Unraveling the Communications Server mystery

The Office in Office Communications Server provides a clue as to what the product's all about

Certain things exist without explanation: Ben Affleck's career; the micro PC; Tofurky. For many, LCS (Live Communications Server) 2005 fell into this category. Is it IM? Is it voice over the network? Does it use Messenger or something else? Redmond has recognized the Great Mystery of LCS and is looking to make things easier to understand with the platform's upcoming release, now to be called OCS (Office Communications Server) 2007.

OCS will be in public beta by the end of this month, which is a slice of pink-sugary deliciousness for Northwestern dwellers, but the question for the rest of us is: So what's it do? I'll laundry-list some of it, but be warned: The fact that the new name incorporates the word Office is no coincidence.

First and foremost, it's instant messaging -- internal instant messaging, to be precise, and messaging that maintains user controls off of AD (Active Directory) and Exchange and that uses a proprietary client, the notorious Office Communicator (which is also getting a 2007 makeover). OCS can also be federated with another OCS server running within an external organization, such as a partner or a big customer, with no need for an additional identity management package.

But IM is now the least significant feature that the OCS/Communicator combo can provide. For one, Communicator is no longer the only -- and it might become the least popular -- way for users to make use of OCS. That's because OCS now integrates with Office 2007 in such a manner that users will be able to send alerts from inside the Office UI. Users can kick off a chat from within an important Word document or PowerPoint presentation, for example, with the ability to transfer the file.

Another 2007 enhancement is "presence management." Basically, this just means that OCS knows whether you've logged on and will automatically pump this information to anyone clicking your name in an address list. You still have the ability to change your state (available, idle, away, back soon, sleeping in the bathroom, and so on), but OCS manages these views for other users trying to communicate with you. Additionally, if those users set up meetings via OCS's new meeting capabilities, presence management can access Exchange 2007's calendar information and let other users know if their meetings conflict with your busy schedule.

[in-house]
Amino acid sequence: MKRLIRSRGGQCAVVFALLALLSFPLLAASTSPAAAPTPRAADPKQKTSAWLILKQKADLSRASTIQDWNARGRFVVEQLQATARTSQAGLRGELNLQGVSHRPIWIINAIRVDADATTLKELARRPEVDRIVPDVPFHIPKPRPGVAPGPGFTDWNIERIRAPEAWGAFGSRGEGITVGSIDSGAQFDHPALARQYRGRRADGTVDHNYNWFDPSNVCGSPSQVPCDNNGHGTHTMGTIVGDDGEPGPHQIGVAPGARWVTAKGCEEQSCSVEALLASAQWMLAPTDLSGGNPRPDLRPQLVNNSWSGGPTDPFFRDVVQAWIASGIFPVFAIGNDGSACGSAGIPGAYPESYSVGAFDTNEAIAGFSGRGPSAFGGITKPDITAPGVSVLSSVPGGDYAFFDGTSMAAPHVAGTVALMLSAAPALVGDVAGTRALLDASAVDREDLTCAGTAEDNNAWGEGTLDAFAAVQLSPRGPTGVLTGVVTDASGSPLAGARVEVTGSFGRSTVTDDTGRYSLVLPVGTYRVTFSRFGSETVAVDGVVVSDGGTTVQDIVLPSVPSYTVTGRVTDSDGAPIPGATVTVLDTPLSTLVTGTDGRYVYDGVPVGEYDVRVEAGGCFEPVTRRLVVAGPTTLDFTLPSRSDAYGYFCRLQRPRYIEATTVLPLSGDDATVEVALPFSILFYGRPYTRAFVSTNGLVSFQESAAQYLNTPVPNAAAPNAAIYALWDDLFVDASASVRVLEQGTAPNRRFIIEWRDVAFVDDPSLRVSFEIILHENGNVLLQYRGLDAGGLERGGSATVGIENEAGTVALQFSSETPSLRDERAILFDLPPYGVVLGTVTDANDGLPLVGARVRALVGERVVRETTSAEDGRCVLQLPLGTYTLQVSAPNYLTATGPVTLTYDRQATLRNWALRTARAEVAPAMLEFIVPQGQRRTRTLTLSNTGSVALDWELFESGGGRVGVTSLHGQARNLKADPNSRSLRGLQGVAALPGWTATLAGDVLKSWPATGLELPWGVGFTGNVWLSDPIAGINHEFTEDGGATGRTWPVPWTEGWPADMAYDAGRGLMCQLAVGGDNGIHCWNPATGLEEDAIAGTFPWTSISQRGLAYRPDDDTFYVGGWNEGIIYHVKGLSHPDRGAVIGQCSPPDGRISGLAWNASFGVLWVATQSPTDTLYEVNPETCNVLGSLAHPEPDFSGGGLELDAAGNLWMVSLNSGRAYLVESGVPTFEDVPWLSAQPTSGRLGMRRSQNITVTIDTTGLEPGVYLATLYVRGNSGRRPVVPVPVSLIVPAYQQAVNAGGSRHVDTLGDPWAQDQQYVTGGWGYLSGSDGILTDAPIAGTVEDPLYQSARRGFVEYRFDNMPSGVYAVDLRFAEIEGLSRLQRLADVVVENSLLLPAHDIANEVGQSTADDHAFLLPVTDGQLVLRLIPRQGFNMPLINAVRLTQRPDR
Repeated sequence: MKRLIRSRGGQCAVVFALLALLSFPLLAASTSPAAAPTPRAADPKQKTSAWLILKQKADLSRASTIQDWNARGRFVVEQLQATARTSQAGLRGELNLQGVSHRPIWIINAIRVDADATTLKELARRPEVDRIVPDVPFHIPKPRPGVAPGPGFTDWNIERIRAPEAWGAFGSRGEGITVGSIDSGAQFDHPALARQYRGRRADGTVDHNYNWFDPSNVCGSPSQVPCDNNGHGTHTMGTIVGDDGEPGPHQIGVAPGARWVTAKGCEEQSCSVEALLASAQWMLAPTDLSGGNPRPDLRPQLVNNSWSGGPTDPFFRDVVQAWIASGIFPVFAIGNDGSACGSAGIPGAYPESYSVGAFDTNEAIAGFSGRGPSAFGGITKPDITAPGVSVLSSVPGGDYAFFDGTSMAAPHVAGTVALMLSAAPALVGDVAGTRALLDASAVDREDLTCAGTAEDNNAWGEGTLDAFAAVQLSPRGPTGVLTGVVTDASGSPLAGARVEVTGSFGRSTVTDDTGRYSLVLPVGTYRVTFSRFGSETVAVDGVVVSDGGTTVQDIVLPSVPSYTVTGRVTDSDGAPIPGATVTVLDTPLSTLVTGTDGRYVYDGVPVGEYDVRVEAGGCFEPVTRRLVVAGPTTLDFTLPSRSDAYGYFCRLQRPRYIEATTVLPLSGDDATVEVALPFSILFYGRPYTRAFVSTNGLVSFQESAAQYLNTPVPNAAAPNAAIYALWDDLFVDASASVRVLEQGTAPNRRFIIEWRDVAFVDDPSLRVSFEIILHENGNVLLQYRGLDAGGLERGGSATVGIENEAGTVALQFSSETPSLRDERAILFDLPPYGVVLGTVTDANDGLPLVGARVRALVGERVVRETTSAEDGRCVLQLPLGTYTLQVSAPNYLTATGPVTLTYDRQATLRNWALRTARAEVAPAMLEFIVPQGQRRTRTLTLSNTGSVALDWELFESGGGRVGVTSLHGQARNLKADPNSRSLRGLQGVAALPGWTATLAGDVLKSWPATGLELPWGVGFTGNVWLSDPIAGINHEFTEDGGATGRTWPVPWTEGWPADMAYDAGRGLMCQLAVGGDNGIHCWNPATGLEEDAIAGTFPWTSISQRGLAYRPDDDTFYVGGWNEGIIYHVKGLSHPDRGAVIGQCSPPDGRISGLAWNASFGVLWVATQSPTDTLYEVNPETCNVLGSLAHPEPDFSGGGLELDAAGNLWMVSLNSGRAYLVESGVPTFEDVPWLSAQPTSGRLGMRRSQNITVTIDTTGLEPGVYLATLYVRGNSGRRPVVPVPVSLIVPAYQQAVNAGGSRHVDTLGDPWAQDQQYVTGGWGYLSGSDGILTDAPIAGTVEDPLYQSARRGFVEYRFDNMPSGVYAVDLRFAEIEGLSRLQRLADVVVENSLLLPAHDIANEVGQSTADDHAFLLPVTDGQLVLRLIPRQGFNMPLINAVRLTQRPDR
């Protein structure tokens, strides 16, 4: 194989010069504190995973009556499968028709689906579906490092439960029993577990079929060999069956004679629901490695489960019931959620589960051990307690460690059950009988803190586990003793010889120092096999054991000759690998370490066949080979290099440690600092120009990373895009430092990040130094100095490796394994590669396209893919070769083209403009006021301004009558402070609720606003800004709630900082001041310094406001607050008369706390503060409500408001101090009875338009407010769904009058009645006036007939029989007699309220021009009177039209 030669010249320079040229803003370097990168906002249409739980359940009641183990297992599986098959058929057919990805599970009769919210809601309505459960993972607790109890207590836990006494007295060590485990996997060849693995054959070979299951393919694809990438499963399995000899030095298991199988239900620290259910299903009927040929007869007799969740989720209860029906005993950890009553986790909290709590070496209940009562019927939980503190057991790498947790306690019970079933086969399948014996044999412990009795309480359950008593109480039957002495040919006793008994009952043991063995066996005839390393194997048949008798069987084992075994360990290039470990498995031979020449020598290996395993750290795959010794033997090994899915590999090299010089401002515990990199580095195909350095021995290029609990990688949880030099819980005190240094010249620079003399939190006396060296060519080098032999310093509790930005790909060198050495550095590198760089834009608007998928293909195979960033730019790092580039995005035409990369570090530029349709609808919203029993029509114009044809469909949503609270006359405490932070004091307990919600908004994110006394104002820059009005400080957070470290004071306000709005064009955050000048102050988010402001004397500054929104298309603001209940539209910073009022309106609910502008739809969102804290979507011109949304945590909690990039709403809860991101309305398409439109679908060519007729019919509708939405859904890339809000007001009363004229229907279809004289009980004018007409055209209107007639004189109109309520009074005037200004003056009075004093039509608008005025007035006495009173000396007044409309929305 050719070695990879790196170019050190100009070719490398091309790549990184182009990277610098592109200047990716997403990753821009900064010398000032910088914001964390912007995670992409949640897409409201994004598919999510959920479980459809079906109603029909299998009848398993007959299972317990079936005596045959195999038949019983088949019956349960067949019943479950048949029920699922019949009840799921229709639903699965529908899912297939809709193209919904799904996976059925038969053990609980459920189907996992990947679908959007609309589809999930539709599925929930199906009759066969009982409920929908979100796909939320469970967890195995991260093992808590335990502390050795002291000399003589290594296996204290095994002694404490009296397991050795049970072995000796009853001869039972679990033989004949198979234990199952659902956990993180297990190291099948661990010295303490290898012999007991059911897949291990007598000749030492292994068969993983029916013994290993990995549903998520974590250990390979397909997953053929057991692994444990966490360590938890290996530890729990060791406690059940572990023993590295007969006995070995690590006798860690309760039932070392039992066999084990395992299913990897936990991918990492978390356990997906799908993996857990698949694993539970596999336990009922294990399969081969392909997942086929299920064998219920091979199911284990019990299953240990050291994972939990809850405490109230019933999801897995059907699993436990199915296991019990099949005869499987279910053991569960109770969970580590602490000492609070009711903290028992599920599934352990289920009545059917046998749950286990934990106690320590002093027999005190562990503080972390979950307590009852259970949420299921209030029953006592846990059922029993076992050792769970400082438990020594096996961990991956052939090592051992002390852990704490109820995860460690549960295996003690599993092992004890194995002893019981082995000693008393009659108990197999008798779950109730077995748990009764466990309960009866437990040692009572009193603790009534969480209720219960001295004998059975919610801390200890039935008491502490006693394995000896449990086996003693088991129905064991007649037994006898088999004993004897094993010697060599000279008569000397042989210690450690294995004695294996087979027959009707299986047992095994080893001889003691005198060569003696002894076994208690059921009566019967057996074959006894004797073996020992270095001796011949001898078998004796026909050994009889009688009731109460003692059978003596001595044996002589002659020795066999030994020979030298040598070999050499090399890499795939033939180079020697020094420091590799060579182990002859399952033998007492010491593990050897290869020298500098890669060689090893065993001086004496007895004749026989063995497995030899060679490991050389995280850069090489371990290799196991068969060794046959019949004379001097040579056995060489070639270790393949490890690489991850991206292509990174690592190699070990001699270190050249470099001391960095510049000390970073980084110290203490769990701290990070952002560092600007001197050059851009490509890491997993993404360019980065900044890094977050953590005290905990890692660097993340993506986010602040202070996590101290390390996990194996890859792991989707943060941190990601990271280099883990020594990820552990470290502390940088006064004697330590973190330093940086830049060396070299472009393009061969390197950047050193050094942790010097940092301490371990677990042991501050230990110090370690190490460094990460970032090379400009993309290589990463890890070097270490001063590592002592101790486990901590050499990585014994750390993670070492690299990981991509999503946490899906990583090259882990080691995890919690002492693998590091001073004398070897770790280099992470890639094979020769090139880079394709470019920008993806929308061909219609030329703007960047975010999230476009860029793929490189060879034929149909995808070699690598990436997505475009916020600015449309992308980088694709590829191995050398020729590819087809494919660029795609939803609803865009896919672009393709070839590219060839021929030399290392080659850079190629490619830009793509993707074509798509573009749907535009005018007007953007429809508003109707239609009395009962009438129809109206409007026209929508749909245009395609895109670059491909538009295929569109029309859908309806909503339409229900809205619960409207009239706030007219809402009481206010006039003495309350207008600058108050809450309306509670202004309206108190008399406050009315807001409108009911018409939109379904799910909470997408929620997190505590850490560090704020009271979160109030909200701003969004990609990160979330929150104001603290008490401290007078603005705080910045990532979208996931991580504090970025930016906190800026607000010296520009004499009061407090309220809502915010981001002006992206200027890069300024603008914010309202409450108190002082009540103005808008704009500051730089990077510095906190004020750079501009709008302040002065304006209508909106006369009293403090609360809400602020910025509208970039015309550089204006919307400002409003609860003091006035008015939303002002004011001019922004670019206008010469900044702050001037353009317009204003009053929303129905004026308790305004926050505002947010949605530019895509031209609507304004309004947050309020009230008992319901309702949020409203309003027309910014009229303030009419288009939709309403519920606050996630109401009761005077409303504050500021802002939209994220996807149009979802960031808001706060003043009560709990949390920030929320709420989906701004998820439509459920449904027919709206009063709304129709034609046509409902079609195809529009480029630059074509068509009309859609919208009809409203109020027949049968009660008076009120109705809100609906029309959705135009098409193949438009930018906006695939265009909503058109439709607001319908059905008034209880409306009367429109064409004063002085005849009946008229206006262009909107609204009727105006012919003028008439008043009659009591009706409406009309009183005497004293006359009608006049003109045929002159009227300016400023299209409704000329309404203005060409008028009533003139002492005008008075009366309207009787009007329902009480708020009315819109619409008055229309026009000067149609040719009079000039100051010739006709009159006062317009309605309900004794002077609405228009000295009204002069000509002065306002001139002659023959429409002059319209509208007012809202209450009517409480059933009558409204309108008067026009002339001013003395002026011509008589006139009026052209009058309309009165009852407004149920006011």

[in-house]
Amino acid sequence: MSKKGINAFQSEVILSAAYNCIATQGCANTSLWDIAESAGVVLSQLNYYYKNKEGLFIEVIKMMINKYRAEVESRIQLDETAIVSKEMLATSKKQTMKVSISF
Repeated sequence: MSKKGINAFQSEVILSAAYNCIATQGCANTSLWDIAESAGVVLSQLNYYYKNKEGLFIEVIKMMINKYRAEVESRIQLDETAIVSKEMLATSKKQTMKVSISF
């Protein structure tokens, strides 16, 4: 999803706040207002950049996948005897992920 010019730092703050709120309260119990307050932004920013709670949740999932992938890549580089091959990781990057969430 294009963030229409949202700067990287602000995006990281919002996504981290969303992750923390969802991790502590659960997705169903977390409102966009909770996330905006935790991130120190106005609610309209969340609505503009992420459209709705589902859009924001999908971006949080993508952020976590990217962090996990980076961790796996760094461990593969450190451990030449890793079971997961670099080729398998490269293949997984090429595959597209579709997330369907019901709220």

Yes, I've seen more advanced implementations of presence management. A couple of years back, for example, the DiRAD/Vonexus platform (a full-on VoIP PBX and unified inbox system) promised to use presence management right down to the device level so that managers know whether employees are in the building, on their home machines, or roaming on cell phones. However, Microsoft wasn't looking in this direction. OCS's presence management is simply meant to provide an easy way to know with whom you can communicate and when.

And speaking of voice, here's the VoIP scoop on OCS 2007: Communicator can act as a full-on VoIP softphone out of the box, as long as you're staying inside the domain. Numbers aren't necessary because the whole system works strictly on AD identities. Jumping beyond the firewall and onto PSTN is certainly doable, but not without help. OCS needs at least a VoIP-to-PSTN gateway to manage that. Similarly, if you'd like to start up a VoIP conversation with another user off a Word 2007 doc, for instance, this needs to happen through the Communicator client. Dropping that conversation to a VoIP handset, for instance, is going to need some third-party work.

On the management side, OCS has chunky new features as well. Federated identity management, for example, is handled from inside OCS, as are most day-to-day management duties, and the server supposedly has a good auditing system, too. System Center extensions are in the works, but a real nice integration is that of OCS and SharePoint, where higher-level users can utilize OCS functions as part of Office SharePoint workflow designs.

OCS has many more nifty features that we'll explore in an upcoming Office Server review: Live Meeting, conferencing, tablet support, a full-on Web client, and more. Meanwhile, solving the Great Mystery of OCS 2007 is simply about realizing that it's trying to become a network communications hub behind the firewall. Whether it's IM, shared meetings, or VoIP, it's all there, which really isn't anything new these days. But the way in which it integrates with Office 2007 and the other Office Server platforms, that's where OCS might really stand apart.

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